To do this you can create a circle centred on your rotation pivot point and radius set to the top corner of your vertical strut. Having created this you can use ROTATE make point 1 the base point, point 2 is the source point on the angled rafter where it intersects with the circle, point 3 is the target point on the top corner of the strut, which the circle also runs through.

    If this isn't what you mean perhaps some sketches may help explain better.

    Regards,
    Jason Bourhill
    BricsCAD V20 Ultimate
    CAD Concepts

    dwg
    dwg
    Rotate2.dwg
    38K
    Rotate-01.png
    929 x 560 - 31K
    Rotate-02.png
    1203 x 779 - 62K
  • You could also try the ALIGN command. This wouldn't require construction geometry.

    Regards,
    Jason Bourhill
    BricsCAD V20 Ultimate
    CAD Concepts

  • edited April 3

    I don't use Rotate, when the angle in degrees is not known - Align instead, in 2D. You can move as well as rotate in one operation - great.

    There's 3D Align as well but I'm not fluent with that.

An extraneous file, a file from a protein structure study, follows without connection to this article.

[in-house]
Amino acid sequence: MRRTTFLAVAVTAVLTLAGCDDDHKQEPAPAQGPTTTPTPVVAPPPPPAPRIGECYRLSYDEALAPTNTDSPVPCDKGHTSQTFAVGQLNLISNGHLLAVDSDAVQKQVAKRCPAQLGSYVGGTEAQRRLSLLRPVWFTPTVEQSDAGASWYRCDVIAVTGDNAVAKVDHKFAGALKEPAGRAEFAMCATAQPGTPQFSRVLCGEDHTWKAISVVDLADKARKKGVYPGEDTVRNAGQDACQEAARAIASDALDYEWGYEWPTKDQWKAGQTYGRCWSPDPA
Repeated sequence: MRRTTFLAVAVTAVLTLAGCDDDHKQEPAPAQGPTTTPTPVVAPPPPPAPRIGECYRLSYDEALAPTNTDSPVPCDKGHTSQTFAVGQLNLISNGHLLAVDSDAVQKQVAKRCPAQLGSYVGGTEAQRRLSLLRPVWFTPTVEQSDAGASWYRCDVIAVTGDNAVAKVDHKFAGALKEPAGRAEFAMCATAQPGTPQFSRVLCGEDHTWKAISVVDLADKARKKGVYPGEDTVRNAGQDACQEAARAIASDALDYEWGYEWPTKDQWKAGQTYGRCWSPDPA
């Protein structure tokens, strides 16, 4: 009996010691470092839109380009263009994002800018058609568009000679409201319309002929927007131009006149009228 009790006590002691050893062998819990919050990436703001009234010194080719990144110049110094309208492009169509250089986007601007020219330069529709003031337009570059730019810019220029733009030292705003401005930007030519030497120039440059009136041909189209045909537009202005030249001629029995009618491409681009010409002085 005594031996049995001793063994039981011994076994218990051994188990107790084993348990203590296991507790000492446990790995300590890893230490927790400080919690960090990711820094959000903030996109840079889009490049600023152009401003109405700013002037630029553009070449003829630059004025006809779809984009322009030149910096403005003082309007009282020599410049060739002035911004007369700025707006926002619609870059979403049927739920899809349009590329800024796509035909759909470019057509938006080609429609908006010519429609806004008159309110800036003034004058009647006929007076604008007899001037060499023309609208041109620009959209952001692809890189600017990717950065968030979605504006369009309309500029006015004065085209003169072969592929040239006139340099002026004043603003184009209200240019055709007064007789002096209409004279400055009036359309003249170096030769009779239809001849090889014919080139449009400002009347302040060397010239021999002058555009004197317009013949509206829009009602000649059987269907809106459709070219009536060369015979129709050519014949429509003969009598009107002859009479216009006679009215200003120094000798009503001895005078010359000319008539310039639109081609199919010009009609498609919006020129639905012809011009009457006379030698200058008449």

Oh, I see Jason's just recommended Align - can he cast any light on 3D Align?

  • @David Waight - That's exactly what I wanted.

    Last night, as I was dozing off, I realize that rotate using Base Angle should work and that I was just interpreting the problem wrong. So, this morning I tried it with fresh insight and it worked.

    The drawing in the command reference is less than useless as it gave me the entirely wrong impression. The 2 cubes in the Acad video instantly made sense but I failed to apply the knowledge correctly till this morning.

    @Louis Verdonck - The playback shows some interesting intermediate results but I can't see the commands you used to do it. You also shortened the vertical, I believe, and that's not what I was after. I wanted the Blue channel to rotate down to meet the Z of that vertical.

    How did you get that miter cut on the blue beam? I played the video back manually because there's no slow motion available and see you're doing things in one go that appear to be magic.